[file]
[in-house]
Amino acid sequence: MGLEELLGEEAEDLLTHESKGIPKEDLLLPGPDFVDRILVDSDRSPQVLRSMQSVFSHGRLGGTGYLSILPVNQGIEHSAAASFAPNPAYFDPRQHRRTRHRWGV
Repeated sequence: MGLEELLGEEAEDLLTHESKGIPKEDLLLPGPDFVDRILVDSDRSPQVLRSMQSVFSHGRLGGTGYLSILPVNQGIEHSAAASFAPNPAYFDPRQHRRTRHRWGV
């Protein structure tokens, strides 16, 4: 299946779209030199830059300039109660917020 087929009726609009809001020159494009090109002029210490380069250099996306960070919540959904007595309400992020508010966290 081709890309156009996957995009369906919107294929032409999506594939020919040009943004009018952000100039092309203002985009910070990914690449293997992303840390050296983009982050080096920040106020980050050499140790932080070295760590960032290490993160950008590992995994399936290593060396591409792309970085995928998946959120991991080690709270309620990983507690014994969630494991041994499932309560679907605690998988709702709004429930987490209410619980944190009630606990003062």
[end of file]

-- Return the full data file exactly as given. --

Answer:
[in-house]
Amino acid sequence: MGLEELLGEEAEDLLTHESKGIPKEDLLLPGPDFVDRILVDSDRSPQVLRSMQSVFSHGRLGGTGYLSILPVNQGIEHSAAASFAPNPAYFDPRQHRRTRHRWGV
Repeated sequence: MGLEELLGEEAEDLLTHESKGIPKEDLLLPGPDFVDRILVDSDRSPQVLRSMQSVFSHGRLGGTGYLSILPVNQGIEHSAAASFAPNPAYFDPRQHRRTRHRWGV
């Protein structure tokens, strides 16, 4: 299946779209030199830059300039109660917020 087929009726609009809001020159494009090109002029210490380069250099996306960070919540959904007595309400992020508010966290 081709890309156009996957995009369906919107294929032409999506594939020919040009943004009018952000100039092309203002985009910070990914690449293997992303840390050296983009982050080096920040106020980050050499140790932080070295760590960032290490993160950008590992995994399936290593060396591409792309970085995928998946959120991991080690709270309620990983507690014994969630494991041994499932309560679907605690998988709702709004429930987490209410619980944190009630606990003062």